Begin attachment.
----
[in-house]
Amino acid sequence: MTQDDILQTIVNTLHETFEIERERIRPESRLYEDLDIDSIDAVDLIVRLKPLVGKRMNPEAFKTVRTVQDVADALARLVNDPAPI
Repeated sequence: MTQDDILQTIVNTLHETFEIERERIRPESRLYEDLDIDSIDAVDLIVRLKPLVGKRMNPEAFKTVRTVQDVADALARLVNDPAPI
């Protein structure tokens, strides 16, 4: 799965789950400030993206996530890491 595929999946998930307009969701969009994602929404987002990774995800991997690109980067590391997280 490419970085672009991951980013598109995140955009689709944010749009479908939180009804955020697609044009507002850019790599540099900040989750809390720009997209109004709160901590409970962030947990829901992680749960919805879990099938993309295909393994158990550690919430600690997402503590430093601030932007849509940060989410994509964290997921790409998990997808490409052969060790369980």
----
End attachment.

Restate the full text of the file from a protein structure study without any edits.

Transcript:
[in-house]
Amino acid sequence: MTQDDILQTIVNTLHETFEIERERIRPESRLYEDLDIDSIDAVDLIVRLKPLVGKRMNPEAFKTVRTVQDVADALARLVNDPAPI
Repeated sequence: MTQDDILQTIVNTLHETFEIERERIRPESRLYEDLDIDSIDAVDLIVRLKPLVGKRMNPEAFKTVRTVQDVADALARLVNDPAPI
């Protein structure tokens, strides 16, 4: 799965789950400030993206996530890491 595929999946998930307009969701969009994602929404987002990774995800991997690109980067590391997280 490419970085672009991951980013598109995140955009689709944010749009479908939180009804955020697609044009507002850019790599540099900040989750809390720009997209109004709160901590409970962030947990829901992680749960919805879990099938993309295909393994158990550690919430600690997402503590430093601030932007849509940060989410994509964290997921790409998990997808490409052969060790369980």